“I’ve been playing with this since the season started,” Mahaffey said. “I’m not used to it, but it’s a little bit easier because I’ve been doing it for a while and now everybody knows. But it’s still hard because in the back of my mind … any second. I’m blessed enough to get to play another day.”
Mahaffey, from Cincinnati Moeller, has been around basketball all his life, tagging along when his dad coached at Cincinnati North College Hill.
“I was constantly with him,” Mahaffey said. “For him not to be here as much, it definitely hurts. But I know he’s watching from where he is. It just gives me extra motivation, for sure, just to play a little bit harder because God can take anyone off this earth at any given time. These types of situations really show you it’s true.”
Rhoades is in his first year at Penn State and talked like a coach who wishes Mahaffey hadn’t portaled his way to Columbus.
“He’s a basketball player,” Rhoades said. “He’s not a great shooter, but he can dribble and pass, and he has a great feel. And he has a nose for the ball. He does so much for them. When he scores like that, that’s a huge advantage for them.”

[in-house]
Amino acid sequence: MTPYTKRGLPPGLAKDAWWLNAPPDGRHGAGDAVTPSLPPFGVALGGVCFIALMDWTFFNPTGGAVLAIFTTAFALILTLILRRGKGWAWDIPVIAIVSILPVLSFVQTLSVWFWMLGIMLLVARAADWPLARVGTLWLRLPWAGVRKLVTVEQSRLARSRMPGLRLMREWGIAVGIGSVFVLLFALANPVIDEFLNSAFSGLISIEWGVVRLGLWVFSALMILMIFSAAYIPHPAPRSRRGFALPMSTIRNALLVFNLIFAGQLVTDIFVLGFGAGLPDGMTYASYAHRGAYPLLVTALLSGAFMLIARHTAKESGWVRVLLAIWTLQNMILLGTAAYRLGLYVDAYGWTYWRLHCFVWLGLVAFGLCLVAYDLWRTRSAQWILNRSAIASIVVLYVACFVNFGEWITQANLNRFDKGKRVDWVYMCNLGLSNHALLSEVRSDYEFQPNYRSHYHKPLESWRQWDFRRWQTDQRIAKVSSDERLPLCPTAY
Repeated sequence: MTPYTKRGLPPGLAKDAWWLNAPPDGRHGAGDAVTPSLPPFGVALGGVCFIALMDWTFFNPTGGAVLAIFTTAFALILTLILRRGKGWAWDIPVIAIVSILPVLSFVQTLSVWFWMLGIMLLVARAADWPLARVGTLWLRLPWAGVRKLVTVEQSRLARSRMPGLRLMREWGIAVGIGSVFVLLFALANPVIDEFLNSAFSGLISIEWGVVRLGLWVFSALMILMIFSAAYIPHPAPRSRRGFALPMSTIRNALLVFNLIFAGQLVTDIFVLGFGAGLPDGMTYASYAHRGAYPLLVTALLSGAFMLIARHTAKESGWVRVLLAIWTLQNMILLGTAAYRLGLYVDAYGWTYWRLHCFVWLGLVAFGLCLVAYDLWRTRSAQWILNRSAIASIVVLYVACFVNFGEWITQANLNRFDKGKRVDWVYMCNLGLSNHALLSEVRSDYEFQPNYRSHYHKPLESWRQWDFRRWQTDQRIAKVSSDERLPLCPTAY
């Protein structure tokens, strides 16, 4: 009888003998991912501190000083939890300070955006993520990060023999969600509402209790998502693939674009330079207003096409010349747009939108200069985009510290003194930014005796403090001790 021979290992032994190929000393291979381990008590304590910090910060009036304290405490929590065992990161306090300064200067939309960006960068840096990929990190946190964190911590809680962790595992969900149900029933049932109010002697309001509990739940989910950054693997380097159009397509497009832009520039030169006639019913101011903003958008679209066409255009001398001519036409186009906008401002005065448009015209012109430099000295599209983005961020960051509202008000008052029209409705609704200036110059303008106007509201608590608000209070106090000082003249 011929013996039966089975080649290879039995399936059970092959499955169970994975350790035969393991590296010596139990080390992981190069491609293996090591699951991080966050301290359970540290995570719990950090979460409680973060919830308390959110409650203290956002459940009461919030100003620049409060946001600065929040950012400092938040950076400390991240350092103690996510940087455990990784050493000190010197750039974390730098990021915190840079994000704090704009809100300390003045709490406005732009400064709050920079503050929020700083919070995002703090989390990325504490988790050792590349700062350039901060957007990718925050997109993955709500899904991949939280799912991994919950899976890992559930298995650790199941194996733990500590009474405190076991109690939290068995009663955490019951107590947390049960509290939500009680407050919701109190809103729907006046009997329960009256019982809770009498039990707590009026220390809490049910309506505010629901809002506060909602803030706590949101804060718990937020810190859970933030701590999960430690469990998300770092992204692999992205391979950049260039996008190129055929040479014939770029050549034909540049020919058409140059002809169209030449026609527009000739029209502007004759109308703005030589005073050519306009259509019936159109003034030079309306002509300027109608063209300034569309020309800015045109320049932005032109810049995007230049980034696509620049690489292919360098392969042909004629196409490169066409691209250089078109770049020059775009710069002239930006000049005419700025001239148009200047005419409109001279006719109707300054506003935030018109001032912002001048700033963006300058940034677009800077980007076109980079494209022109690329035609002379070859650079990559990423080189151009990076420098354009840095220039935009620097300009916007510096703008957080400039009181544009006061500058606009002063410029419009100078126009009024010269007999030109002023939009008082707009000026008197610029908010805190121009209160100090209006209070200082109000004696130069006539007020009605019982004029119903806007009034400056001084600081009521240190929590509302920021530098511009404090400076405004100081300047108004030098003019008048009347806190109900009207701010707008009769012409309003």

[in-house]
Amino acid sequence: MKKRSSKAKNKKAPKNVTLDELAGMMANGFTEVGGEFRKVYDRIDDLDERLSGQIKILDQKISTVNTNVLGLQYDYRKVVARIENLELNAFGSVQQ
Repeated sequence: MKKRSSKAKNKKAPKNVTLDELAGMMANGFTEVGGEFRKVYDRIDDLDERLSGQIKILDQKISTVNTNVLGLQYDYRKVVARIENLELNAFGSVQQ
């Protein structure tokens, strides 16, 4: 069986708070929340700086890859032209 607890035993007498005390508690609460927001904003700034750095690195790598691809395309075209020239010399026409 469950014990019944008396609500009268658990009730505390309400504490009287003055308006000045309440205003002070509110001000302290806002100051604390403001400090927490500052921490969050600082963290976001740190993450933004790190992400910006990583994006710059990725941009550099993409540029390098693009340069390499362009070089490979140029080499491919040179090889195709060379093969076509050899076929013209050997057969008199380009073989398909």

Mahaffey’s big game also signaled a needed change in the Buckeyes’ offensive attack, which has relied heavily on the guard scoring of Bruce Thornton, Roddy Gayle Jr. and Jamison Battle. They made an obvious effort to get the basketball inside to the big men and scored 40 points in the paint.
“There was a big emphasis,” Mahaffey said. “We have so many great shooters on this team, so to get them easier shots, we want to get into the paint of then look out. That just makes it easier for them to get threes.”
However, the Buckeyes made only 3 of 18 from three-point range and missed all eight tries in the first half while building a 33-19 lead. Instead, the big guys ate. In addition to Mahaffey’s 16, Felix Okpara scored 14 points, Key scored 10 and freshman Devin Royal scored six in a five-minute stint in the second half.
“You could tell they were wanting to get to the rim on us,” Rhoades said. “They just drove us and big-boyed us. They got us down deep and went through us, over us, around us.”
Okpara, like Mahaffey, starts because of his defense, rebounding and shot-blocking and shot-altering abilities. He entered the game averaging 6.6 points. He makes almost 65% of his shots, all of them near the rim, but he’s not been a focal point. But the need is there with the attention defenses pay to the guards.